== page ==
> It seems to me that there is a connection between language (by speech or
> whatever means) and morality.
> That is, in order for there to be morality, there have to be laws or commands
> defining what is sinful (e.g. Thou shalt not eat from such and such a tree).
> The existence of laws presupposes that the recipient understands the meaning of
> the behavior that is condemned, *without having yet experienced it*.
> For this reason, sin is meaningless for animals, and meaningful for all humans
> who have the ability to communicate and understand. For this reason, the law is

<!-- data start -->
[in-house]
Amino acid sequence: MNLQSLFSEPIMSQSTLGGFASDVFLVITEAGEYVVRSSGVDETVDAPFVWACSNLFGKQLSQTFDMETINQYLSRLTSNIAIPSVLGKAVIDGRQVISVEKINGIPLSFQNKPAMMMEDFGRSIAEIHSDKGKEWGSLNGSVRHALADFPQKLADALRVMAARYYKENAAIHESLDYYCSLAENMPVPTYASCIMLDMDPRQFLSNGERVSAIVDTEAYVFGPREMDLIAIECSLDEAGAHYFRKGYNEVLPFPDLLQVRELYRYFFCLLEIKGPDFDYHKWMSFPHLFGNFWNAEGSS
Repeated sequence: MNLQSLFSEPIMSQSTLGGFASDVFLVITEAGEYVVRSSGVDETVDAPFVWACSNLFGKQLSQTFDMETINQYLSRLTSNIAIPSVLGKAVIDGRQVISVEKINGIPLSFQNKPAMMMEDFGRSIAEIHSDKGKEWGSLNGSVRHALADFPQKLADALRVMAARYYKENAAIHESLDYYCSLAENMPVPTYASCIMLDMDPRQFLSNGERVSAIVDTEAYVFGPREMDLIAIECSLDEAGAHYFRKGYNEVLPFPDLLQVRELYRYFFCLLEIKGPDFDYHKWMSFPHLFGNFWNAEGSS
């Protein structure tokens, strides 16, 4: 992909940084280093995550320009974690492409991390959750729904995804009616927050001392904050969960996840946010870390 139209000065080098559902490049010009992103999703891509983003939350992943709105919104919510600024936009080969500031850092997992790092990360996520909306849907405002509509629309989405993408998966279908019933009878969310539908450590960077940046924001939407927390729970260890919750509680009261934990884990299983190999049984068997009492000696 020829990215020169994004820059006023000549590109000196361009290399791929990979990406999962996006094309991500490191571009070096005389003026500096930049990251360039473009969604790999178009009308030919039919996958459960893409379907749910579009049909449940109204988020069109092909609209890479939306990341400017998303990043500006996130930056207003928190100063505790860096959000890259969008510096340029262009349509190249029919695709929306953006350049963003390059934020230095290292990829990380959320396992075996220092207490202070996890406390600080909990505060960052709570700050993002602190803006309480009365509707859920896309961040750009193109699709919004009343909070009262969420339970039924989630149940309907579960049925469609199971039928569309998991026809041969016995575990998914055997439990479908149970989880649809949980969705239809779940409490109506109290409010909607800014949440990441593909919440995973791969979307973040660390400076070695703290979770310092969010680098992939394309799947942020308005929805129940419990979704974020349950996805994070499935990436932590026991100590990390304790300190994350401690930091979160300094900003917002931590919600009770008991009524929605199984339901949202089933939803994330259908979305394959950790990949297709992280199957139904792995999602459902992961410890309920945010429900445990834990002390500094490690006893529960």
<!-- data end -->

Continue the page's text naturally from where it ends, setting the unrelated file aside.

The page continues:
> relaxed somewhat in the case of insanity.
> So the advent of language -- that is, communication that is complex enough to
> describe a hypothetical event, and be understood as such -- seems to be what is
> occurring in the story of Adam and Eve.
> Any comments?
This introduces an idea with which I am not sure Mr. Fischer would agree.
He seems to be making a distinction between humans of the Adamic line and
others and he says that the Genesis flood was a judgement by God on the
Adamic line (I hope he will correct me if I am misrepresenting his
position.) But this raises a question in my mind that was pursued,
briefly, earlier by Paul Arveson and Bill Hamilton if I remember arightly.
And this question concerns the theological position of the non-Adamic,
presumably human, races? Were they capable of sin? Presumably they were
capable of language? Are there any left that haven't interbred with
I would appreciate any help with these questions.
Dept. of Biochemistry and Biophysics
University of NC-Chapel Hill